India has neighbourhood problem. More than that India's diplomacy has no teeth to address these issues mainly because the Ministry of Foreign Affairs was always hostage to a weak and chosen leadership that lacked the natural instincts of Kautilya's Artha Shastra.
In fact, our bigger neighbour China is a showcase of our weakness in diplomacy. Ever since 1959 when the Tibetan Religious leader Dalai Lama crossed the mountains and sought refuge in Dharmashala, India's relations with China were on a rollercoaster and the 1962 war was a decisive factor that can never revert an unequal relationship set between the two giants. Neither India's first Prime Minister Jawaharlal Nehru's rhetoric of "Hindi-Chini Bhai Bhai", nor the spirit of Non-Aligned Movement (NAM) could bring the ties on par.
With Nehru gone and Pakistan taught a lesson in the mid-1960s, India's next powerful Prime Minister Indira Gandhi sought the help of Communists in the 1970s to cover up her government's emergency atrocities and virtually bought the silence of the red brigade both inside and outside the country with an explicit "engagement" diplomacy. The buffer it provided had eclipsed the reality for long as no Chinese incursions were reported in the media. Neither Aksai Chin nor Arunachal could trigger a defining moment in India's reaction.
So is the current case of Chinese incursion into Ladakh, which involves occupying a strategic stretch about 17 kilometres inside India. New Delhi may brush it aside as too small to bother, the way Nehru said in parliament in 1962. But it will become another Aksai Chin to tolerate. Essentially, the so-called engagement diplomacy has repeatedly failed to address the core border problem.
Eminent diplomats have retired both from their careers and from the negotiations, but surprisingly no solution to demarcate the borders came through.
And it will not, going by China's diplomatic tradition. To Beijing, it is not a permanent solution but a pertinent problem that keeps two giants sit across the table for long. It is precisely this calculation that keeps Beijing make noise before every Indian dignitary's visit. Since Indian foreign affairs minister Salman Khurshid is slated to visit China in May, Chinese troops barge into Ladakh a month before, in an effort to set the agenda for talks unilaterally.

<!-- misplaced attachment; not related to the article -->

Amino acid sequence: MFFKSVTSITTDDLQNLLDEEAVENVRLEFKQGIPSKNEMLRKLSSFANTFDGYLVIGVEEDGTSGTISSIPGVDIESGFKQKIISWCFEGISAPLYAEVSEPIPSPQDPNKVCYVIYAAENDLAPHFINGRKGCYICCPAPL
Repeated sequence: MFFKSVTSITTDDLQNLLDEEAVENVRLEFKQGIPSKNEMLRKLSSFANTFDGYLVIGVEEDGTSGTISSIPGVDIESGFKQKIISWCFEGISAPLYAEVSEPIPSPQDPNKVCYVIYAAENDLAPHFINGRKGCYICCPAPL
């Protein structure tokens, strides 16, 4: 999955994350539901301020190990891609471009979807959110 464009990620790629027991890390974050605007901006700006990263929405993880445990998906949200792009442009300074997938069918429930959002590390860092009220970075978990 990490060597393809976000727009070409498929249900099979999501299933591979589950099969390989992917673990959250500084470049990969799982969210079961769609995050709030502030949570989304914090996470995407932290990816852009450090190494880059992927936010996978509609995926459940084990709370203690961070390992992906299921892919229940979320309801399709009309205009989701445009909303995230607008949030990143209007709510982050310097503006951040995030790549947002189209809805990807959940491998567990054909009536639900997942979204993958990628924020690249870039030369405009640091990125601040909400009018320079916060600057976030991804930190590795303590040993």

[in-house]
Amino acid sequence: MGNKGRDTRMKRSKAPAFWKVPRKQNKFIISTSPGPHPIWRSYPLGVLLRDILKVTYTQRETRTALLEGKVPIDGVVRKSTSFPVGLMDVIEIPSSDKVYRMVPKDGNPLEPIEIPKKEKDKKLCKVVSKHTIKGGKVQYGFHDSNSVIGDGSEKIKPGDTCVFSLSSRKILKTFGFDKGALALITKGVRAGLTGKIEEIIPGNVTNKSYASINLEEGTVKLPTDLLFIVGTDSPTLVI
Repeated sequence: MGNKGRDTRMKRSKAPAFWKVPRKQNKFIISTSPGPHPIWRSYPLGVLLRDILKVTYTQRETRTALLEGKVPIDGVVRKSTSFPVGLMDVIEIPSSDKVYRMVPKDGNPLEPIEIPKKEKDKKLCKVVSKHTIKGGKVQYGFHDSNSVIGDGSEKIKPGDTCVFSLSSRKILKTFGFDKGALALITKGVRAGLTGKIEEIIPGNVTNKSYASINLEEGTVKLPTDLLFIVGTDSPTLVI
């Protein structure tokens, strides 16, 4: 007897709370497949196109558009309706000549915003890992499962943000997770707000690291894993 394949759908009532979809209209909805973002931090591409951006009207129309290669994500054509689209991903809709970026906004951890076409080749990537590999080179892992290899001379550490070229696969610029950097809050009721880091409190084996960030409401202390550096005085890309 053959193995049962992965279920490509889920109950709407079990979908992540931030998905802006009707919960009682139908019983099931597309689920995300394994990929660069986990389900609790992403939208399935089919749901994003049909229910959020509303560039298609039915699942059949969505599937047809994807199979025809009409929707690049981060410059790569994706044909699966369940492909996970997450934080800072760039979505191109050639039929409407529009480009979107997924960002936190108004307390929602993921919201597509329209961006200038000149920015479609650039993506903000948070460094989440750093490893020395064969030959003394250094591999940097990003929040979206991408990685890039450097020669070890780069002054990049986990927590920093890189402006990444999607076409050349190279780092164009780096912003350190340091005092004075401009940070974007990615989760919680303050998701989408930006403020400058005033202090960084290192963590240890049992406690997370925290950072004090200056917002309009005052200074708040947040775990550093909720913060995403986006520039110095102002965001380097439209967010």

Hence, Khurshid should either broaden his agenda or else India cannot wriggle out of the dragon's hold. Here are some more issues:
China's unhindered supply of telecom tech products decides the price structure of Indian telecom majors ranging from BSNL, Airtel to Reliance. If the Chinese supplier Huawei decides to exit the Indian market, its replacement with European players may double the cost. So is the case with many manufactured goods and machinery that India imports from China.
All South Asian neighbours of China like Nepal, Bhutan, Bangladesh and India depend on the Ganges for water or other rivers with their glaciers located in China. If China decides to shut that faucet, there will be no water. If China decides to open the faucet fully, then there will be floods. Are we prepared to chalk out our future on this issue?
To our solace, China is facing border problems with every neighbour but the age-old move to entrap China by these nations proved futile as many of them or almost all of them are dependent on cheaper Chinese goods and services. The economic inter-dependency model enunciated by Japan in the 1990s saw huge investments pouring into Shanghai but it could not help Tokyo wield a decisive hammer and curb aggressive Chinese overtures in diplomacy. Nor can any other nation in the Southeast Asian region afford to do so.
This is precisely what forces India to continue dealing with China's incursions with more tolerance and leverage on economic ties, instead. A cautious beginning can only be made when all Indians, not the government, realise the need to desist from buying China-made goods. It may not be total but will certainly send a message across the Himalayas.